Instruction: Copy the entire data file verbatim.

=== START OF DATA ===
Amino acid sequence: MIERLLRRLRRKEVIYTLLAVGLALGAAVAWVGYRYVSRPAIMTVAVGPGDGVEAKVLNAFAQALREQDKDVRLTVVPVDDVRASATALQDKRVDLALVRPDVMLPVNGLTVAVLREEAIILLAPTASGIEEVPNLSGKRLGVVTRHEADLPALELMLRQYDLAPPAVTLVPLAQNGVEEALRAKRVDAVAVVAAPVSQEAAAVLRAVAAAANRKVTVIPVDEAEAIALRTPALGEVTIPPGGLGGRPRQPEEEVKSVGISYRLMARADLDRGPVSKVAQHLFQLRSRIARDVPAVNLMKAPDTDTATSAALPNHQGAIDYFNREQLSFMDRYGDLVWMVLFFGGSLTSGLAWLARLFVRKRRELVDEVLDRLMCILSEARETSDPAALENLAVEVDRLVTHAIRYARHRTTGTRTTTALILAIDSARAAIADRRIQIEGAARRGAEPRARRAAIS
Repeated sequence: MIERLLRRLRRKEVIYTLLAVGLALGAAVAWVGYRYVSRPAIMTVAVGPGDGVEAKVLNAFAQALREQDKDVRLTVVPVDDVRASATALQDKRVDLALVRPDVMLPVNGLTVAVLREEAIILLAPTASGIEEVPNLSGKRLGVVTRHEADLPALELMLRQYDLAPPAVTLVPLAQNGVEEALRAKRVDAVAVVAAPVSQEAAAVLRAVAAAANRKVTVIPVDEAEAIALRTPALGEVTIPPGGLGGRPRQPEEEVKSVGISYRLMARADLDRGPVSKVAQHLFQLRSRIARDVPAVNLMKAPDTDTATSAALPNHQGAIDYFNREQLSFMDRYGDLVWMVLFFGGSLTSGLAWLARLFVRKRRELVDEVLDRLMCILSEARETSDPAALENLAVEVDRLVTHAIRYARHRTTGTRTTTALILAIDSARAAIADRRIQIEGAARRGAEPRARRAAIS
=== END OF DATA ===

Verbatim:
Amino acid sequence: MIERLLRRLRRKEVIYTLLAVGLALGAAVAWVGYRYVSRPAIMTVAVGPGDGVEAKVLNAFAQALREQDKDVRLTVVPVDDVRASATALQDKRVDLALVRPDVMLPVNGLTVAVLREEAIILLAPTASGIEEVPNLSGKRLGVVTRHEADLPALELMLRQYDLAPPAVTLVPLAQNGVEEALRAKRVDAVAVVAAPVSQEAAAVLRAVAAAANRKVTVIPVDEAEAIALRTPALGEVTIPPGGLGGRPRQPEEEVKSVGISYRLMARADLDRGPVSKVAQHLFQLRSRIARDVPAVNLMKAPDTDTATSAALPNHQGAIDYFNREQLSFMDRYGDLVWMVLFFGGSLTSGLAWLARLFVRKRRELVDEVLDRLMCILSEARETSDPAALENLAVEVDRLVTHAIRYARHRTTGTRTTTALILAIDSARAAIADRRIQIEGAARRGAEPRARRAAIS
Repeated sequence: MIERLLRRLRRKEVIYTLLAVGLALGAAVAWVGYRYVSRPAIMTVAVGPGDGVEAKVLNAFAQALREQDKDVRLTVVPVDDVRASATALQDKRVDLALVRPDVMLPVNGLTVAVLREEAIILLAPTASGIEEVPNLSGKRLGVVTRHEADLPALELMLRQYDLAPPAVTLVPLAQNGVEEALRAKRVDAVAVVAAPVSQEAAAVLRAVAAAANRKVTVIPVDEAEAIALRTPALGEVTIPPGGLGGRPRQPEEEVKSVGISYRLMARADLDRGPVSKVAQHLFQLRSRIARDVPAVNLMKAPDTDTATSAALPNHQGAIDYFNREQLSFMDRYGDLVWMVLFFGGSLTSGLAWLARLFVRKRRELVDEVLDRLMCILSEARETSDPAALENLAVEVDRLVTHAIRYARHRTTGTRTTTALILAIDSARAAIADRRIQIEGAARRGAEPRARRAAIS